Skip to main content

Digital Trends may earn a commission when you buy through links on our site. Why trust us?

5 shows to stream this week: An unsettling documentary, a cheerful cartoon, more

shows to stream beware slenderman the nice guys
Online streaming is bigger than ever, and with so many streaming services adding new shows and movies every week, it can be nearly impossible to sort through the good and the bad. If you need something to watch and don’t want to wade through the digital muck that washes up on the internet’s shores, follow our picks below for the best new shows and movies worth a watch.

Beware the Slenderman

True crime stories are always disturbing, but few are as shocking — for many different reasons — as this account of the stabbing of a young girl in Wisconsin in 2014. The case was disturbing not only due to the age of the victim, but also the identities of the perpetrators, who were also young girls, and even friends of the victim. Adding another layer of horror, they claimed to be acting at the behest of a figure called “Slender Man,” a figure of urban legend born on internet message boards whose popularity spread through viral videos and video games.

In most true crime stories, the identity of the perpetrator is the driving question. Beware the Slenderman has a different mystery, as it explores the truly bizarre motivations of the attackers. How did a fictional character — who originated as part of a photo-editing challenge on the Something Awful forums — inspire children to commit a nearly fatal attack? The documentary cobbles together interviews with the people near the attack, along with discussions on the power of memetics and the internet in affecting a person’s psychology. The result is an unsettling account of a singular crime.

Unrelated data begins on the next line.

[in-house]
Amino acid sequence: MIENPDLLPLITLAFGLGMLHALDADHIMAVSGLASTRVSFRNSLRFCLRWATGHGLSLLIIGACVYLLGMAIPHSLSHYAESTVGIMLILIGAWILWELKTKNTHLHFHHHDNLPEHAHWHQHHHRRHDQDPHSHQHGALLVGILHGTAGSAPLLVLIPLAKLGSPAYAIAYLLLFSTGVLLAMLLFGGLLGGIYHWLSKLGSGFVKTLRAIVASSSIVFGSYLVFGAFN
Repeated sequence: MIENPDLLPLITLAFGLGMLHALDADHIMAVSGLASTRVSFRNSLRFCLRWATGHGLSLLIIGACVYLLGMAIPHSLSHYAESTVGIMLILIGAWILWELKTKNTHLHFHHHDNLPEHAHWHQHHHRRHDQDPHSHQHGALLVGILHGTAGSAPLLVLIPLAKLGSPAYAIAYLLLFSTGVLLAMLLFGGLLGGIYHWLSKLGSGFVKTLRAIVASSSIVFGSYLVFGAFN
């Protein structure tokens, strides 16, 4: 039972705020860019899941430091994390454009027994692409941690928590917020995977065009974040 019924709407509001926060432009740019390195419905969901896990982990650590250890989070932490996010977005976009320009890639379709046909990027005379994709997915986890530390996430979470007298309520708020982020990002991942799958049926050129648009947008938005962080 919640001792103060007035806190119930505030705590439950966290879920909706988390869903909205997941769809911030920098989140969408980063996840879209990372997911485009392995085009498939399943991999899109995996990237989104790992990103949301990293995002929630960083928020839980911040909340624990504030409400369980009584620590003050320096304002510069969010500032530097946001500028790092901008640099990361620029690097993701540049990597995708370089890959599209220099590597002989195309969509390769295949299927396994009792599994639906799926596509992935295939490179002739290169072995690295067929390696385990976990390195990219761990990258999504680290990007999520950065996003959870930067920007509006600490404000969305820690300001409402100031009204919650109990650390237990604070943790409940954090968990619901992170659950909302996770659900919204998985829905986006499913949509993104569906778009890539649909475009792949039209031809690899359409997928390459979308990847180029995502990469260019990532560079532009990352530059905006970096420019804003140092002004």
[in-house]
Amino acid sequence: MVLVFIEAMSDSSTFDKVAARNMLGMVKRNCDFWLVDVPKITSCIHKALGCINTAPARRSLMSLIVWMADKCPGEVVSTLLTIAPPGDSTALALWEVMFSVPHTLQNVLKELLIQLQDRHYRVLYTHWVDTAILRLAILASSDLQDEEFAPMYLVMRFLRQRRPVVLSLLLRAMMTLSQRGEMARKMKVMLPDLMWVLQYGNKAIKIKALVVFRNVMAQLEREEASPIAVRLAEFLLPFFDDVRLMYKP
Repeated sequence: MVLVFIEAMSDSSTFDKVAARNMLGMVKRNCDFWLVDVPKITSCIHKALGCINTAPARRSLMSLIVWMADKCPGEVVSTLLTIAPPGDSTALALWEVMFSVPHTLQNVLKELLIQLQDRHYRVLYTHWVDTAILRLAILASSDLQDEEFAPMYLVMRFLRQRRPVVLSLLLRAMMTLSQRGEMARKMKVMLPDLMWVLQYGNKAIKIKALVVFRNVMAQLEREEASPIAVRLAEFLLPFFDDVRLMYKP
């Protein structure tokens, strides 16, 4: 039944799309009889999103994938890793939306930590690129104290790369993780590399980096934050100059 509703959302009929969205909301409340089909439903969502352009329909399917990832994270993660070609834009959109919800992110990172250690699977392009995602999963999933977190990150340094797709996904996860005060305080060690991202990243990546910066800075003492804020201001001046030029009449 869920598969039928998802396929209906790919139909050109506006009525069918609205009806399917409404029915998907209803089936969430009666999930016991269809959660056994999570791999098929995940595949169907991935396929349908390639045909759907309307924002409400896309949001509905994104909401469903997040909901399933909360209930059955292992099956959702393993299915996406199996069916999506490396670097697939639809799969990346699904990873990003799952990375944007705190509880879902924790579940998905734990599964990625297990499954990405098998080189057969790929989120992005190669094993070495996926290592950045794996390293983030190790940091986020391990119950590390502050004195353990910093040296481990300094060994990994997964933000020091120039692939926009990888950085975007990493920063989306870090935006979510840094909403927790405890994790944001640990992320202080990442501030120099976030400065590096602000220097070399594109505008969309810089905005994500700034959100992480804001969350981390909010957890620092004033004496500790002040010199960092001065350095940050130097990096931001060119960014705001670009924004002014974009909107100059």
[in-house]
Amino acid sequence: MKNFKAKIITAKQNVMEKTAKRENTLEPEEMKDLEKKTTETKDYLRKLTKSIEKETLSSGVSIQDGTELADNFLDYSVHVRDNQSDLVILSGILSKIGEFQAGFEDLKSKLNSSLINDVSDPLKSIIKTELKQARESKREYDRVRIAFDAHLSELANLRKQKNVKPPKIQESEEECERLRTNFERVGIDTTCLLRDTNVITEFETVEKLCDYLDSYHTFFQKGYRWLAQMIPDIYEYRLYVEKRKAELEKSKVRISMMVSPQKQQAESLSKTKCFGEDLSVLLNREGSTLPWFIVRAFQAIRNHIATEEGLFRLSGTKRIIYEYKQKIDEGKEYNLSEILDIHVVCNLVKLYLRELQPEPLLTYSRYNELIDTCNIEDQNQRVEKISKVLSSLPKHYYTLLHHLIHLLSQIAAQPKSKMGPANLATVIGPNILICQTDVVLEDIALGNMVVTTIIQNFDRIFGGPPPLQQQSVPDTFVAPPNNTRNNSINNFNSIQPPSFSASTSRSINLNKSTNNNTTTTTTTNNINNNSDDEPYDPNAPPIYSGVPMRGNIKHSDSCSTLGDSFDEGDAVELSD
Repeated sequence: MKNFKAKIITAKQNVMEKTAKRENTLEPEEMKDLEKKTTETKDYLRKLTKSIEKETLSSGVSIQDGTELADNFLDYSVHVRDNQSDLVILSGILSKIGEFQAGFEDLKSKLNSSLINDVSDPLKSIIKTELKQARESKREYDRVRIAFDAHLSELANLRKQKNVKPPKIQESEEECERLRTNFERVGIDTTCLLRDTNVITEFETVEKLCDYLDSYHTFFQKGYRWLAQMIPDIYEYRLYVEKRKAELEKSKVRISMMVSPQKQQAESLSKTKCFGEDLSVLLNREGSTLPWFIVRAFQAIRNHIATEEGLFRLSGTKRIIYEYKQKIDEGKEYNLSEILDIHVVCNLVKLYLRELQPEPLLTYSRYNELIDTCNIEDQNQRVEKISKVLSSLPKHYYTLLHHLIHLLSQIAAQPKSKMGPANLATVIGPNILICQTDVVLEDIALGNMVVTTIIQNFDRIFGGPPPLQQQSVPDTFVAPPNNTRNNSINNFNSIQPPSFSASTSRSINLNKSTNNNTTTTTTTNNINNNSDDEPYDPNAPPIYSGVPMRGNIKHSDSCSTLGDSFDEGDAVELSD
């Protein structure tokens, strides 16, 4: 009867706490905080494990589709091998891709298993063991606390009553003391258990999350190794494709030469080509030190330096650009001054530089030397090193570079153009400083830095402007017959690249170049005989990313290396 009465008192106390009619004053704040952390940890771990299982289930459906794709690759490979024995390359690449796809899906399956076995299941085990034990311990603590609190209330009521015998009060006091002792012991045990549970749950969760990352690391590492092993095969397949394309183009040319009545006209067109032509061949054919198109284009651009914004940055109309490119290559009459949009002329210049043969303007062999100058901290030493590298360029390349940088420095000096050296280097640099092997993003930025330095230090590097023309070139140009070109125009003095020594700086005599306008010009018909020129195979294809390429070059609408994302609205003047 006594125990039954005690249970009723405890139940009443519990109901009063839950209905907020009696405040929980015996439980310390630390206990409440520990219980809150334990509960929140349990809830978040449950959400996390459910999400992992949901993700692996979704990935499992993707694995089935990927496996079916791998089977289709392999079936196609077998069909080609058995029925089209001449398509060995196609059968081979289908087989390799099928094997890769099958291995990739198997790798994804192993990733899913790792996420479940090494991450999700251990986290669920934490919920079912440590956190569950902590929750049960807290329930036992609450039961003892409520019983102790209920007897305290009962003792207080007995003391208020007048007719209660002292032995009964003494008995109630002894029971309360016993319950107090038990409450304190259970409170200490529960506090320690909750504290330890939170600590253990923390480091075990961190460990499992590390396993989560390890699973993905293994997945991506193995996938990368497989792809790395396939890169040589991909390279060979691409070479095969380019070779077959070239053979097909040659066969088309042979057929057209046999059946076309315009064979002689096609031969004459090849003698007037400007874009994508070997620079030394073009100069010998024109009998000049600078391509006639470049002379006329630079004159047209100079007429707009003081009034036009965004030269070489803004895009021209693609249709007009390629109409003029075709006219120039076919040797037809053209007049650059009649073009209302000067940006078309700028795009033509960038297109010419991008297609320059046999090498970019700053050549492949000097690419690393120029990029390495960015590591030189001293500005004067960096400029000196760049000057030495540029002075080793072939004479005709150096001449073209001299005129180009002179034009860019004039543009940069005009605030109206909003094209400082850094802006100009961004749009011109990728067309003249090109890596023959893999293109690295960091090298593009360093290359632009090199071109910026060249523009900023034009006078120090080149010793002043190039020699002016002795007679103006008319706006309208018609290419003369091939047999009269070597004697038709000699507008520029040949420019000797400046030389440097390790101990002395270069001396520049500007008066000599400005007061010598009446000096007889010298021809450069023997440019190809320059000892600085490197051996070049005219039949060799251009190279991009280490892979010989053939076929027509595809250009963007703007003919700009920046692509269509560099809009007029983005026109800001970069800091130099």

HBO Amazon


What Mel Gibson’s historical epic lacks in accuracy, it makes up for in passion. This is a war movie that dives into the guts of battle, rolling about in the muck and blood. Broadly based on historical events, the film follows William Wallace (Gibson), a Scottish lord who leads an uprising against King Edward I after English soldiers murder his wife. The film begins with Wallace’s childhood, when he sees his father and brother murdered, and traces his life up through marriage, his military career, and eventual execution. It is a straightforward plot, leaving plenty of space for lengthy battle scenes.